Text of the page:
Lon Chaney

American actor (1883–1930)

Lon Chaney (April 1, 1883 – August 26, 1930) was an American actor during the age of silent movies. He is said to be one of the most best actors of early movies. He was well known for his playing tortured, often grotesque and afflicted characters. He was famous for his artistry with makeup.[1] Chaney is remembered for starring in silent horror movies. These include The Hunchback of Notre Dame and The Phantom of the Opera. His ability to change himself using makeup techniques which he created earned him the nickname "The Man of a Thousand Faces."

Lon Chaney
Chaney during the production of The Miracle Man, 1919
Leonidas Frank Chaney

(1883-04-01)April 1, 1883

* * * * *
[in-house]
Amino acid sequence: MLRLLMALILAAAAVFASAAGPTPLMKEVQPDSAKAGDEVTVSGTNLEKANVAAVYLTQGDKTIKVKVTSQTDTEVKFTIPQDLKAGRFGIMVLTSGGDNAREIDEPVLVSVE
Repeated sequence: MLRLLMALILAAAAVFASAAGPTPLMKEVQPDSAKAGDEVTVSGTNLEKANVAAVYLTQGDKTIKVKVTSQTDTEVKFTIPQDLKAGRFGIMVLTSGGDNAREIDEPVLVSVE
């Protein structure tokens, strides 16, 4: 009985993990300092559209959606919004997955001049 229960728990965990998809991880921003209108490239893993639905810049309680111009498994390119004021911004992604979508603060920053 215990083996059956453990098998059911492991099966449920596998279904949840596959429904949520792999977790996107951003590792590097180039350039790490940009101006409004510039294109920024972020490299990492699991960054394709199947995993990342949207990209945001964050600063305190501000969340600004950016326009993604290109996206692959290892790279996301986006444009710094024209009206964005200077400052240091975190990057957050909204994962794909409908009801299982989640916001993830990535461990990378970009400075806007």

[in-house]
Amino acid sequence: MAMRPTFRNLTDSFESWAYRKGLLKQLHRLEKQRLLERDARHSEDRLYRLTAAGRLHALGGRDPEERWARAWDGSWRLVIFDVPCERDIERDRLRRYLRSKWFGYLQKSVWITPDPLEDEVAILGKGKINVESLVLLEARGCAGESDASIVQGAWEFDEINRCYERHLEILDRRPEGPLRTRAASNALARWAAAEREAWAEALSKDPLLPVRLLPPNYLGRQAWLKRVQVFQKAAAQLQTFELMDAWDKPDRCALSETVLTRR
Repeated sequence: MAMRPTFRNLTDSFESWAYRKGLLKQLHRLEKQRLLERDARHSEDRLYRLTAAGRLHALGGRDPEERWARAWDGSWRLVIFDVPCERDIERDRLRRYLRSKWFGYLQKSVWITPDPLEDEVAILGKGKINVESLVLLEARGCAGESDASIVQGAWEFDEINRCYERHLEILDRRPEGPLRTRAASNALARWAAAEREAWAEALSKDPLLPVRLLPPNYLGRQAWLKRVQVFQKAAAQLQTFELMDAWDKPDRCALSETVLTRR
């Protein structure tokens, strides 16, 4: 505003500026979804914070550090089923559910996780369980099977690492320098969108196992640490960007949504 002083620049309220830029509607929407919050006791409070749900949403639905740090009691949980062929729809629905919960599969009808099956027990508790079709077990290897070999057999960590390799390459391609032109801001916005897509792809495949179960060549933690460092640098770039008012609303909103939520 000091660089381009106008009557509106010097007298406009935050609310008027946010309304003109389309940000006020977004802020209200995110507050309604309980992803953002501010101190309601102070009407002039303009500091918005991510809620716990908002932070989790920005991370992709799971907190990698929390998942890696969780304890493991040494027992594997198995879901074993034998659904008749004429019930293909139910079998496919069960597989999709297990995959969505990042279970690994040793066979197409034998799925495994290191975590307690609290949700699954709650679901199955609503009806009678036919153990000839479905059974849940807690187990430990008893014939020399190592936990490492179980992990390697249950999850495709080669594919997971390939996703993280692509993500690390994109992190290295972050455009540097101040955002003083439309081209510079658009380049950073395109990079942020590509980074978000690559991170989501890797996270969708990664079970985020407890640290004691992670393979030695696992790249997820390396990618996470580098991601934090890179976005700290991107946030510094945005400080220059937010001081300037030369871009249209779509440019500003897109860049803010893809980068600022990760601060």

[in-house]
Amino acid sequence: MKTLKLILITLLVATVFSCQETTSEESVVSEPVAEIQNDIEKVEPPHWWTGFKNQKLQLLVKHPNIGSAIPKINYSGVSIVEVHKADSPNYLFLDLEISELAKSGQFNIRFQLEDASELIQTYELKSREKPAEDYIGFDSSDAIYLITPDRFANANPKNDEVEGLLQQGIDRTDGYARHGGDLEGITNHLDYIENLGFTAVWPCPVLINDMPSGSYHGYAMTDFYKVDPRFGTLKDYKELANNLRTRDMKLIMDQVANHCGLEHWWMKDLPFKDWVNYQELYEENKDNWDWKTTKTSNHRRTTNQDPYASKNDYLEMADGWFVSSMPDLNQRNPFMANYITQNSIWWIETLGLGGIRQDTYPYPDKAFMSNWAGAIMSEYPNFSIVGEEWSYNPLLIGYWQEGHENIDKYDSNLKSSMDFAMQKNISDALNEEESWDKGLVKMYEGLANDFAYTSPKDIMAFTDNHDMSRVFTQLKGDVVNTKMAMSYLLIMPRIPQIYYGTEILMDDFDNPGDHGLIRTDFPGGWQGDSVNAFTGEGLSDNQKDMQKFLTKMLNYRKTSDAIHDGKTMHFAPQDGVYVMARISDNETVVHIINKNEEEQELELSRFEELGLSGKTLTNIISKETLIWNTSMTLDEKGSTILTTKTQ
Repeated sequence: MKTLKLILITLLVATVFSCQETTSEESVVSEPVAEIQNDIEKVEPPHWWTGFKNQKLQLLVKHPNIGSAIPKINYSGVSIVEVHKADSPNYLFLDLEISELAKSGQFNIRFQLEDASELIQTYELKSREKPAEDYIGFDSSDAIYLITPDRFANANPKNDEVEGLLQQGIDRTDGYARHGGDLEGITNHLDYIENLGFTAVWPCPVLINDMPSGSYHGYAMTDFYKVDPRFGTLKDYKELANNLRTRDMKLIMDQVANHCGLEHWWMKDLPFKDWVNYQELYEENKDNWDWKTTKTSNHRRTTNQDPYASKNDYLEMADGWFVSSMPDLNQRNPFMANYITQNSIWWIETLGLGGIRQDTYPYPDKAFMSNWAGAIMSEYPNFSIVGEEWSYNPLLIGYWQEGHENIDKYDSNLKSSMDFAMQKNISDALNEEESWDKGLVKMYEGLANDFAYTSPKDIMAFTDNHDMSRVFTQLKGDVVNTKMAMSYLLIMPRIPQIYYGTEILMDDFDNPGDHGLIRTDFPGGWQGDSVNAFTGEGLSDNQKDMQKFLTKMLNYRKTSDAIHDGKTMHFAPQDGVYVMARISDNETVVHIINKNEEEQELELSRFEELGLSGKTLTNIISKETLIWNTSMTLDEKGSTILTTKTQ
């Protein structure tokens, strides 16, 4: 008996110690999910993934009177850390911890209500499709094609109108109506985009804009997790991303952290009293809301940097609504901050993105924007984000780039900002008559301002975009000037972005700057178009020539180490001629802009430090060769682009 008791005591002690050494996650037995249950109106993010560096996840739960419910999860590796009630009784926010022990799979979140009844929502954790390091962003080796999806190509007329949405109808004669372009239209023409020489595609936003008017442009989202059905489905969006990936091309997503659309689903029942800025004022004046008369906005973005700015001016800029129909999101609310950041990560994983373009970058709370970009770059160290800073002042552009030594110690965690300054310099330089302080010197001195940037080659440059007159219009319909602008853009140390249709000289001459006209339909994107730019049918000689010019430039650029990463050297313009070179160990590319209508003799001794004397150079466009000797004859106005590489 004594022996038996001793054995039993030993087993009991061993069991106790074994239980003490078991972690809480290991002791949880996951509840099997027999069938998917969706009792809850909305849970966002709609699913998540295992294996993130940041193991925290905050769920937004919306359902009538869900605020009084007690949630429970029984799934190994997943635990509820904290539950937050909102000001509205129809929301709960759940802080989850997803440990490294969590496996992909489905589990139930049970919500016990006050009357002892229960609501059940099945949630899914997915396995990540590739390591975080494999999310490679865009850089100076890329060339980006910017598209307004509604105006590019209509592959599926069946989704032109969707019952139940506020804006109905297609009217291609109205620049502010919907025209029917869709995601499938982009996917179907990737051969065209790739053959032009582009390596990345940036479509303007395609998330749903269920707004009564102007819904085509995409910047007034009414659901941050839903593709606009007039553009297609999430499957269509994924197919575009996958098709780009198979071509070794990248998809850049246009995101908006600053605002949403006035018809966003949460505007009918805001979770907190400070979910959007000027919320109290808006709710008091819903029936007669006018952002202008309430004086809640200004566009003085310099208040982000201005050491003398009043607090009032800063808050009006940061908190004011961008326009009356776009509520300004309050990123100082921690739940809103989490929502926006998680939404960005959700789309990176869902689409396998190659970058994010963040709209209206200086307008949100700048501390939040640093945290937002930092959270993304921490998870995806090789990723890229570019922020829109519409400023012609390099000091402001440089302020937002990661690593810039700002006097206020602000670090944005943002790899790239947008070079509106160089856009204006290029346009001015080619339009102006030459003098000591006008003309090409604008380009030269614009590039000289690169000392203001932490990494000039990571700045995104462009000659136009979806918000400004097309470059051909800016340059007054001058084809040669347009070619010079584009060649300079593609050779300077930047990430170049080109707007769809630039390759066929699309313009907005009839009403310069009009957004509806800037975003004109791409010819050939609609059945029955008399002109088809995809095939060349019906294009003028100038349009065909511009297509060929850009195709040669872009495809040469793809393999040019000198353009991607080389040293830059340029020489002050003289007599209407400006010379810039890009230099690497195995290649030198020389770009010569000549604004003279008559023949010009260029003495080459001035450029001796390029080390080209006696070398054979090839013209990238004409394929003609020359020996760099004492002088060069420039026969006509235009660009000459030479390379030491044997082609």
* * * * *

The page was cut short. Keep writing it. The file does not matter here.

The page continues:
DiedAugust 26, 1930(1930-08-26) (aged 47)
Cause of deathThroat hemorrhage caused by lung cancer
Resting placeForest Lawn Memorial Park, Glendale, California
  • Actor
  • director
  • screenwriter
  • makeup artist
Years active1902-1930
Spouse(s)Cleva Creighton (1906-1915)
Hazel Hastings (1915-1930)
ChildrenLon Chaney Jr. (born Creighton Tull Chaney)

Cultural references

  • In the 1970s The Scooby-Doo Movies episode "The Exteriminator", the eccentric actor/master of disguise Lorn Chumley is a tribute to Lon Chaney.


  1. "Lon Chaney Dies After Brave Fight. On Road to Recovery, Screen Actor Is Stricken by Hemorrhage of the Throat. Was a Master of Makeup. Son of Deaf and Dumb Parents, He Began Career as Property Boy. Excelled in Vivid Personations. Acted as Pike's Peak Guide. Made Stage Debut at 17. Appeared in Slap-Stick Comedy. Wore Straitjacket as "Hunchback." New Disguise for Each Film". New York Times. August 27, 1930. Although he was believed to be on the road to recovery, Lon Chaney, screen actor, who had been making a valiant fight against anemia and bronchial congestion, died at 12:55.